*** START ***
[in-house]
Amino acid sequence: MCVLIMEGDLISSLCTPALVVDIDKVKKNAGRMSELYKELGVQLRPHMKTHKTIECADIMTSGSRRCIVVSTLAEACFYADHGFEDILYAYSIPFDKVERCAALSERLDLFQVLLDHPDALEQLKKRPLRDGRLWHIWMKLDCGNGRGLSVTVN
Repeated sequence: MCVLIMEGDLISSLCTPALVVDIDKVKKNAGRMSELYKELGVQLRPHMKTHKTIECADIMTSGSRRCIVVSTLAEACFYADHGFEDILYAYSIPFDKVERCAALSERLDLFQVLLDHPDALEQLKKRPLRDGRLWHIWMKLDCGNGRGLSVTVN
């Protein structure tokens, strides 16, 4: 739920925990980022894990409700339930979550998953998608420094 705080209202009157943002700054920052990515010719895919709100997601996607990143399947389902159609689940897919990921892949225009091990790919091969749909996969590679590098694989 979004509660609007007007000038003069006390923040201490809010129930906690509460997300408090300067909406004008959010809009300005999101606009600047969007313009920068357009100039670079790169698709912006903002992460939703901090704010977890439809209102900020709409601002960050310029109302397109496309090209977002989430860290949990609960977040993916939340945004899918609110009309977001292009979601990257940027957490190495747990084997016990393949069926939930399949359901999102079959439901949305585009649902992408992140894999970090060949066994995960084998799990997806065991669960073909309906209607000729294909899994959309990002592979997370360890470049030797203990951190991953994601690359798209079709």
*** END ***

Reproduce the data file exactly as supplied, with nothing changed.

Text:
[in-house]
Amino acid sequence: MCVLIMEGDLISSLCTPALVVDIDKVKKNAGRMSELYKELGVQLRPHMKTHKTIECADIMTSGSRRCIVVSTLAEACFYADHGFEDILYAYSIPFDKVERCAALSERLDLFQVLLDHPDALEQLKKRPLRDGRLWHIWMKLDCGNGRGLSVTVN
Repeated sequence: MCVLIMEGDLISSLCTPALVVDIDKVKKNAGRMSELYKELGVQLRPHMKTHKTIECADIMTSGSRRCIVVSTLAEACFYADHGFEDILYAYSIPFDKVERCAALSERLDLFQVLLDHPDALEQLKKRPLRDGRLWHIWMKLDCGNGRGLSVTVN
């Protein structure tokens, strides 16, 4: 739920925990980022894990409700339930979550998953998608420094 705080209202009157943002700054920052990515010719895919709100997601996607990143399947389902159609689940897919990921892949225009091990790919091969749909996969590679590098694989 979004509660609007007007000038003069006390923040201490809010129930906690509460997300408090300067909406004008959010809009300005999101606009600047969007313009920068357009100039670079790169698709912006903002992460939703901090704010977890439809209102900020709409601002960050310029109302397109496309090209977002989430860290949990609960977040993916939340945004899918609110009309977001292009979601990257940027957490190495747990084997016990393949069926939930399949359901999102079959439901949305585009649902992408992140894999970090060949066994995960084998799990997806065991669960073909309906209607000729294909899994959309990002592979997370360890470049030797203990951190991953994601690359798209079709």